U.S. unhelpful in hijack probe

New Delhi Nov. 13. Yesterday's India-Russia joint declaration condemning "double standards" in the United States' war against terrorism may have been provoked by the recent developments in the ongoing investigation of the hijacking of the Indian Airlines flight IC-814. CBI officials and their counterparts in the Indian intelligence services are increasingly worried about what they see as United States protection for Taliban and Pakistani intelligence officials responsible for the outrage.

Earlier this month, CBI officials leaked news that they hoped to interrogate the former Taliban Corps Commander, Akhtar Muhammad Usmani. Usmani commanded Taliban forces in Kandahar at the time of the hijacking, was later nominated heir-apparent to the organisation's head, Mullah Mohammad Omar. What the media missed was that no one in or outside Afghanistan actually claimed to have captured Usmani. He was last heard of in March, when the Taliban claimed credit for a major ambush in southern Afghanistan. Since then, the United States has maintained a stoic silence on a person one would expect to be high on their list of targets in Afghanistan.

That, Indian intelligence officials insist, is because Usmani has been in the quasi-custody of the United States for several weeks, possibly months. While he has never been arrested or jailed, India believes he operates under the protective umbrella of the United States military. "Like a lot of other top Taliban officials," says a senior intelligence official in New Delhi told The Hindu today, "you could describe his relationship with the United States as the kind a kite has with the hand that holds the string". The fact there has been no Afghan or United States reaction to Indian media reports on Usmani, he suggested, was a tacit admission of his position.

CBI officials who visited Afghanistan earlier this year to interrogate the former Taliban Foreign Minister, Wakil Ahmed Mutawakil, came back with the same impression. The interrogation came after months of effort, and a blunt Indian warning that it would have to issue an Interpol request for arrest if custodial access to Mutawakil was not granted. Mutawakil said little, but did affirm that arrangements to ship the IC-814 hijackers and the three prisoners released in return for the lives on board the aircraft, were made by Usmani in cooperation with Pakistan's Inter-Services Intelligence. The CBI has now put up a formal proposal to the Union Government to request Afghanistan to permit Usmani's interrogation.

Much of what Mutawakil said was already known. Indian communications intelligence experts travelling in the aircraft which flew in the then External Affairs Joint Secretary, Vivek Katju, to negotiate with the hijackers picked up dozens of wireless conversations they had with Urdu-speaking handlers on the ground in Kandahar. Interestingly, Mr. Katju and his fellow-negotiators, the Research and Analysis Wing's C.D. Sahay and the Intelligence Bureau's Ajit K. Doval, were put up in a guesthouse just yards away from where their ISI counterparts were housed. Doval is quoted in a recent book by French philosopher and journalist, Bernard-Henri Levy as saying the released prisoners, Maulana Masood Azhar, Syed Omar Sheikh, and Mushtaq Ahmad Zargar, were welcomed warmly by ISI personnel on the tarmac in Kandahar. Levy's book Who killed Daniel Pearl examines the connection among the ISI, Masood Azhar and Sheikh.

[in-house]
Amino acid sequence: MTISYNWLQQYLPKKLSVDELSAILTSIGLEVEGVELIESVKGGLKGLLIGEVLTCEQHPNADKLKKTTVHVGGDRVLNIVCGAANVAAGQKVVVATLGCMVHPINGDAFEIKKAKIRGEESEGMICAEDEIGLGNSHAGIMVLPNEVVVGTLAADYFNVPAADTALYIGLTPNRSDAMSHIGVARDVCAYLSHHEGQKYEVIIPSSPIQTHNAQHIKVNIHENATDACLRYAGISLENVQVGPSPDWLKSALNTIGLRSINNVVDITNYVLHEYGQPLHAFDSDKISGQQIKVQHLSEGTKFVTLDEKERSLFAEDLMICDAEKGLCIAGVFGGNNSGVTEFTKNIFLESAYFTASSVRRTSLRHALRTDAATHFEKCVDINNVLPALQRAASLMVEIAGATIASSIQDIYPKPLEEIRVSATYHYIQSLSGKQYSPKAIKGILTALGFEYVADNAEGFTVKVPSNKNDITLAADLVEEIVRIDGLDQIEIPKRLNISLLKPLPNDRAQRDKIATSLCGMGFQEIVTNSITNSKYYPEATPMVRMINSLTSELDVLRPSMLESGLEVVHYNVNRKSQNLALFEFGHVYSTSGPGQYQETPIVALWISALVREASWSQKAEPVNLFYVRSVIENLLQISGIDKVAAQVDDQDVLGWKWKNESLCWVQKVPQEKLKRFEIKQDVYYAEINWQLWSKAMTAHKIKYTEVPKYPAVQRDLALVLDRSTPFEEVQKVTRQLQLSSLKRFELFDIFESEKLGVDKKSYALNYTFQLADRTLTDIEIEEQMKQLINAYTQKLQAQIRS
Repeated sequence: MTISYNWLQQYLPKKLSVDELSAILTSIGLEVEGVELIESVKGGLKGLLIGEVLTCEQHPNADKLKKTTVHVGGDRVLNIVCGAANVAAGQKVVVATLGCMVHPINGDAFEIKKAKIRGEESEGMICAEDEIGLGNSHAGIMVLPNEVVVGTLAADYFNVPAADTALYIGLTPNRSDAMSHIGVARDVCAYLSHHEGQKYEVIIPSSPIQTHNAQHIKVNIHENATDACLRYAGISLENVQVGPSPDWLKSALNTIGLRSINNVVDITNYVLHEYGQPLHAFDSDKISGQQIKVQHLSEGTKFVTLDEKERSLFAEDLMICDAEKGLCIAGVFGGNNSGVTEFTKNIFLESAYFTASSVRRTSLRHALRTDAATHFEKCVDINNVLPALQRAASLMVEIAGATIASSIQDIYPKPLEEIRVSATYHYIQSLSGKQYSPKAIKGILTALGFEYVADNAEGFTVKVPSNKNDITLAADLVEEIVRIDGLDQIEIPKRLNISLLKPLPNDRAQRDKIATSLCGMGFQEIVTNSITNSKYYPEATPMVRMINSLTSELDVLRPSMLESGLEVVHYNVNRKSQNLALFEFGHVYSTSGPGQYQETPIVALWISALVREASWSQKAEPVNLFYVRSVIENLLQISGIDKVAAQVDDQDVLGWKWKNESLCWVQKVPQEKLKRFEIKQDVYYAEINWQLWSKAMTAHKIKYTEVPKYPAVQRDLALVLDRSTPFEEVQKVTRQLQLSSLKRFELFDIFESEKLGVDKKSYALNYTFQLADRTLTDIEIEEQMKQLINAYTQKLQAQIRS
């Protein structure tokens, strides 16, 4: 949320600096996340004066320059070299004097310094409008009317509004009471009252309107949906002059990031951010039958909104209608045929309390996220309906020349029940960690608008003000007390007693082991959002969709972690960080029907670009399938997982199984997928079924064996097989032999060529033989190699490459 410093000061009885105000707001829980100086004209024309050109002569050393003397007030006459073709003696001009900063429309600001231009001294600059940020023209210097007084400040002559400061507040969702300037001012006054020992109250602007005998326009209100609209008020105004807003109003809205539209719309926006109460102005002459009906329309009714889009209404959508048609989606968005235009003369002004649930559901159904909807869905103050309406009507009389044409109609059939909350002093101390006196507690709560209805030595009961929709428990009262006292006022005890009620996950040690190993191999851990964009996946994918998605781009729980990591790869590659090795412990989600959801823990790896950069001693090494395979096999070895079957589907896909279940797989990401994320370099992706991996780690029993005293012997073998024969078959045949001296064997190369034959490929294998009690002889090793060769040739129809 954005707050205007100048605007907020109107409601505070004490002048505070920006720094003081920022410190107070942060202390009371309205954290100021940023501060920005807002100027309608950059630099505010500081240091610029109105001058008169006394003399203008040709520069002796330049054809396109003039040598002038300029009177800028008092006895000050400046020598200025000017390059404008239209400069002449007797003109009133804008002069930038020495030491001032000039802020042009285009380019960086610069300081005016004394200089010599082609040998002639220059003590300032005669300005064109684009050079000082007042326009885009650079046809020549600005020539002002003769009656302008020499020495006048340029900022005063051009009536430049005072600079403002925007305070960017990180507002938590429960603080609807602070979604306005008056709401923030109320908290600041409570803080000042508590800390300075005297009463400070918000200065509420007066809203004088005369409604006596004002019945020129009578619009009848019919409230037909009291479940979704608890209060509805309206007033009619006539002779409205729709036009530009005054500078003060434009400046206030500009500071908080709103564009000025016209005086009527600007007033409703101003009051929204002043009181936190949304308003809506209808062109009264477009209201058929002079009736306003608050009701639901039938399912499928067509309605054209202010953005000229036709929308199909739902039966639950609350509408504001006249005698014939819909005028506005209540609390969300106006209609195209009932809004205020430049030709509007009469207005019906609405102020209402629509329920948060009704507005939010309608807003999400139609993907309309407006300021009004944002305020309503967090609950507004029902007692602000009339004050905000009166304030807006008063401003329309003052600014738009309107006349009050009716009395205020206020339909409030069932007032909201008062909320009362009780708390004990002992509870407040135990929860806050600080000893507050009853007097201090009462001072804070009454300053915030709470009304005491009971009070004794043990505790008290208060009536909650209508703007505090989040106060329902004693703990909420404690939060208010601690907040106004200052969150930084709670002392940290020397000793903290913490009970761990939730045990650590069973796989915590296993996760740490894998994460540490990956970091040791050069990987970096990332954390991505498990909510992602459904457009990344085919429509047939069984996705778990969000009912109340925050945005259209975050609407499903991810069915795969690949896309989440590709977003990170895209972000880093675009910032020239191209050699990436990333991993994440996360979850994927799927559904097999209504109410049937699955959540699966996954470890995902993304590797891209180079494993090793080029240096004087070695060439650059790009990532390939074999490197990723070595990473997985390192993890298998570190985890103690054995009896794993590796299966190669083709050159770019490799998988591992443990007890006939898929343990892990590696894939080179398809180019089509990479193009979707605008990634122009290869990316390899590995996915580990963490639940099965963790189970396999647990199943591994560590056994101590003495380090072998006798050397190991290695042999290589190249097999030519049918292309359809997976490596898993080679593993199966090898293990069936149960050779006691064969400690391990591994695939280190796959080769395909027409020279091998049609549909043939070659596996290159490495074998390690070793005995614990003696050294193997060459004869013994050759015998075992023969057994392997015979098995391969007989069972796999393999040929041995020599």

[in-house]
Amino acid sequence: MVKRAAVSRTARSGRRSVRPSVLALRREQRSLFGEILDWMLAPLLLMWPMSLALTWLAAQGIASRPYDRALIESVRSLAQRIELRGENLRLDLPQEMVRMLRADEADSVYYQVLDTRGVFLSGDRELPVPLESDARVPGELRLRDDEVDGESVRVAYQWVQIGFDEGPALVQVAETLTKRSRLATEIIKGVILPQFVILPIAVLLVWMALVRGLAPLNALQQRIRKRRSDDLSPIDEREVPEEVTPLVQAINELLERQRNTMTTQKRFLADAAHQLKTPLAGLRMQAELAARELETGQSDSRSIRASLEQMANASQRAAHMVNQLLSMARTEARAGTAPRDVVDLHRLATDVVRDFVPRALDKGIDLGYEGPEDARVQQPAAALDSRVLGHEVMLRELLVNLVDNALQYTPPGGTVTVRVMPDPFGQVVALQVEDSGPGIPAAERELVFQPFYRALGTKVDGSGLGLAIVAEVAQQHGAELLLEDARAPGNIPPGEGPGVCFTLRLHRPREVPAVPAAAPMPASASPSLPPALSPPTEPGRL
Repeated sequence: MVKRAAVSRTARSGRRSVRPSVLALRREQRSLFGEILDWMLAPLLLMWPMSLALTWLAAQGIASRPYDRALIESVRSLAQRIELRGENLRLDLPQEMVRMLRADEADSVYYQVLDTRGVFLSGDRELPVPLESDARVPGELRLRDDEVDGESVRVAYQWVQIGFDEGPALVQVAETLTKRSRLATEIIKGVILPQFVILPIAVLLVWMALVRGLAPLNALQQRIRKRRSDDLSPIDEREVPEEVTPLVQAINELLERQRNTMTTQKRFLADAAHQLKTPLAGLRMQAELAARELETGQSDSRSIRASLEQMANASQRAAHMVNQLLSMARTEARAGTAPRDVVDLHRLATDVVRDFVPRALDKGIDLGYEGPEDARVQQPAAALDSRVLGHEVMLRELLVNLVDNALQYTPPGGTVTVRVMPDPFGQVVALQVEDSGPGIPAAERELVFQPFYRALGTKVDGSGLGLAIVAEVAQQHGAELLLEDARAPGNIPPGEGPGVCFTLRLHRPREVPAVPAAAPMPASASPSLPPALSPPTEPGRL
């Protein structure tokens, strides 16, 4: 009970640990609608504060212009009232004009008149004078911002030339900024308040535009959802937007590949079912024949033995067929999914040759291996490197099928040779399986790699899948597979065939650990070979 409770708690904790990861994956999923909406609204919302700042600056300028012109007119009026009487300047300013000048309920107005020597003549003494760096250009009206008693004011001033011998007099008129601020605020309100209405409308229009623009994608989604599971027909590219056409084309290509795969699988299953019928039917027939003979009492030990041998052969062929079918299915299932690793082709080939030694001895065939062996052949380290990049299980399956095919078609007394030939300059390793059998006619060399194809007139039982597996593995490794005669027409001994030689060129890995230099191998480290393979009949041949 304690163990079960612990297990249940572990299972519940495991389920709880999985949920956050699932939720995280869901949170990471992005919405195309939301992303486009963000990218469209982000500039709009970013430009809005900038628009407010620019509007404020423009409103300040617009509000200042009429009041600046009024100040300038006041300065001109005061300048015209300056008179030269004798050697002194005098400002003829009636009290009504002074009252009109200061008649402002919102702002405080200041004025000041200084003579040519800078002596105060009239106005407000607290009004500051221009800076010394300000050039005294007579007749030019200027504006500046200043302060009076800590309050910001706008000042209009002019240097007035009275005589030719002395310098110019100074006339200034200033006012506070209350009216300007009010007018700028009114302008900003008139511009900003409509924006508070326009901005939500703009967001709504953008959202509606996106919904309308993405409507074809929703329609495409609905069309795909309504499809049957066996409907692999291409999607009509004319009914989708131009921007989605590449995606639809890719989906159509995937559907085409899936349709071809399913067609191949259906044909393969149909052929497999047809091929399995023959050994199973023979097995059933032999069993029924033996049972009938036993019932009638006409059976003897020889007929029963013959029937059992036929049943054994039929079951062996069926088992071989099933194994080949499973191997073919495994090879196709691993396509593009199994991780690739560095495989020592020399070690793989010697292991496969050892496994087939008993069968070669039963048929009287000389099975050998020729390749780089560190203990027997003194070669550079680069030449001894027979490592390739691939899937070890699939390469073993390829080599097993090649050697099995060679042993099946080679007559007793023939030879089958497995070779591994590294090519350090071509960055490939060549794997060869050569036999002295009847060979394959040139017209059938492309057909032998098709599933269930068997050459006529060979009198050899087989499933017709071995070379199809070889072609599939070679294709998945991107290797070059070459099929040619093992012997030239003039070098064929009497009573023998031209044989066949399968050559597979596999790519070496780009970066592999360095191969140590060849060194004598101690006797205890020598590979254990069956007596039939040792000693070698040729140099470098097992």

CBI investigators hope Usmani will provide key clues to just what the ISI's role in the hijacking was, and who asked the Taliban to ship hijackers and prisoners across the border into Pakistan.

India has been trying, without success, to access logbooks and wireless records of Kandahar Air Traffic Control and the records of the Taliban Consultative Council meeting on the hijacking on December 29, 1999.

These documents may be among several tonnes of documents seized by United States intelligence officials during their post-September 11, 2001, war on the Taliban. But so far repeated requests for access to this material have been stonewalled.

Indian officials believe the United States is reluctant to share information because of its short-term political objectives in Afghanistan. Stretched to the edge by its military commitments in Iraq, the United States hopes to reduce its troop commitments in Afghanistan through a deal with what some policy-makers in Washington D.C. describe as "moderate Taliban".

Pakistan's military ruler, President Pervez Musharraf, the author of the term, would also be happy with such a deal, for it would place figures close to the ISI in positions of authority in Afghanistan.

The United States also hopes that a repackaged Taliban political component from southern Afghanistan would help limit Russian, Iranian and Indian influence in the region.